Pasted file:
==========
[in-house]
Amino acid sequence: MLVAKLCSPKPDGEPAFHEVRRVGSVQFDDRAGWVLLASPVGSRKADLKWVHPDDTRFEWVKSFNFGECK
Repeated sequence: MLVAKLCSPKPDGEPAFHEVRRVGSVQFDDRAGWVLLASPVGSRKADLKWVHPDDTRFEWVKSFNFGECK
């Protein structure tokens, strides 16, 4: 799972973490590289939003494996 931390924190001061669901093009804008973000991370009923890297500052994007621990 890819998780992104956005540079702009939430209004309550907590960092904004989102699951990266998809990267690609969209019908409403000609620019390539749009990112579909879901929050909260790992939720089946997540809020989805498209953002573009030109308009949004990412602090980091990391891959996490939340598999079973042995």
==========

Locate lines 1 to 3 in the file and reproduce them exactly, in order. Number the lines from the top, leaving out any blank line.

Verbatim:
[in-house]
Amino acid sequence: MLVAKLCSPKPDGEPAFHEVRRVGSVQFDDRAGWVLLASPVGSRKADLKWVHPDDTRFEWVKSFNFGECK
Repeated sequence: MLVAKLCSPKPDGEPAFHEVRRVGSVQFDDRAGWVLLASPVGSRKADLKWVHPDDTRFEWVKSFNFGECK